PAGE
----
Through an odd, even for me, set of choices, I initially turned to someone that I now realize that I barely know, after the situation explained a couple of posts ago came to light. That person (who I will call Y) was completely in the dark until I brought it up. Actually, I broached the subject, asked the best way to discuss it further, agreed that it was a topic best covered in writing, and wrote a letter about it. It turned out pretty long, as there was some back-story that was necessary to explain the current circumstances, and I'm not generally brief in writing anyway.
I sent the letter (which was, in essence, the longer version of that blog post), it was received, and Y's response was, basically, "Dang, that letter was incredibly long. It would take forever to write back to it!" And so, apparently, not writing anything is a preferable alternative.
I'm not going to say that was totally unhelpful...or even that it was more insulting than anything else.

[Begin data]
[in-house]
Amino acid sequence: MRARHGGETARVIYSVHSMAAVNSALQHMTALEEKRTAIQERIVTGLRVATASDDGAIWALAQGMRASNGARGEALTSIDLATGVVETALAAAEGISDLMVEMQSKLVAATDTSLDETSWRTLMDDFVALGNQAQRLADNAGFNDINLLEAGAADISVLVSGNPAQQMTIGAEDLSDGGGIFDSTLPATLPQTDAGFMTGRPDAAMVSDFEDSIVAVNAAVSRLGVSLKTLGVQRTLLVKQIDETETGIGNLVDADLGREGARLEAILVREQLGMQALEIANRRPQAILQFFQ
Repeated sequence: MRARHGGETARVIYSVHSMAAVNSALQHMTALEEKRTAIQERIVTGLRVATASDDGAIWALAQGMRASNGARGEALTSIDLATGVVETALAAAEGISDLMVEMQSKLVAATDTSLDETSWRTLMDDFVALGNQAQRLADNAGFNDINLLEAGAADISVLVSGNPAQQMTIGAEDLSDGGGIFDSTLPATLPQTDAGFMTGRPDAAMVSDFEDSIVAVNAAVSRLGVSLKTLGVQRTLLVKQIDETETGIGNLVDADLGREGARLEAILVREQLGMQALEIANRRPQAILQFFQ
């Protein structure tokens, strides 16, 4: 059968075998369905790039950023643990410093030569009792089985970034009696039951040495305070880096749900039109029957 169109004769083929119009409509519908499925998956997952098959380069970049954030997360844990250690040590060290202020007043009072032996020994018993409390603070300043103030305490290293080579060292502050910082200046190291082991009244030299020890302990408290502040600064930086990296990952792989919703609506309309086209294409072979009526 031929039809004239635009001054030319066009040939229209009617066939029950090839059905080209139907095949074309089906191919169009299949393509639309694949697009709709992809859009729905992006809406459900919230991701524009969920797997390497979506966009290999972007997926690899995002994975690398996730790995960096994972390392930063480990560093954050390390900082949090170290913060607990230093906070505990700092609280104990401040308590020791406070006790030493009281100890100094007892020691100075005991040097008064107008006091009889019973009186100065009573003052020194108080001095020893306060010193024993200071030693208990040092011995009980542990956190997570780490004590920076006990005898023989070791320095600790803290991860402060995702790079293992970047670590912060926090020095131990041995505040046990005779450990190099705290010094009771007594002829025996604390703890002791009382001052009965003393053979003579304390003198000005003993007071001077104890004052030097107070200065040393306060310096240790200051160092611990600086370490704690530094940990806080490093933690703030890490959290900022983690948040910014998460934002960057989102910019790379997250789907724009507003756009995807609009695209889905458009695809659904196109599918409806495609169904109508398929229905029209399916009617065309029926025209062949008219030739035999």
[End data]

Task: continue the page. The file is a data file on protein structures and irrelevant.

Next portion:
If you have a person, ladies--someone who knows your hair and can do whatever magic needs to be done to keep it in the right working order--please don't ever take that person for granted. I had a person, and she is safe and sound and healthy back in the place where I used to be. I'm searching for a replacement, now, someone who can do the best they can with what I'll give them, which will be less than she got (in terms of my cooperation and enthusiasm and of course money). I miss loving my hair, knowing it was receiving the best of care and that all my questions and concerns were being answered (so many of them before I ever thought to ask!) by a true professional. I had it good.
Something just went Ping in my neck, and the whole left side of my head and neck are hot now. That doesn't seem right. I think I'll take something (what now? how about Advil?) and try to arrange myself in bed in a way that makes it less, um, whatever it is. And apparently stop getting kicked by rugby players when I'm not paying attention.
[the title quotation is by Henry James, from Washington Square, and reads in its entirety as below.]
“'You think too much.'
'I suppose I do; but I can’t help it, my mind is so terribly active. When I give myself, I give myself. I pay the penalty in my headaches, my famous headaches--a perfect circlet of pain! But I carry it as a queen carries her crown.”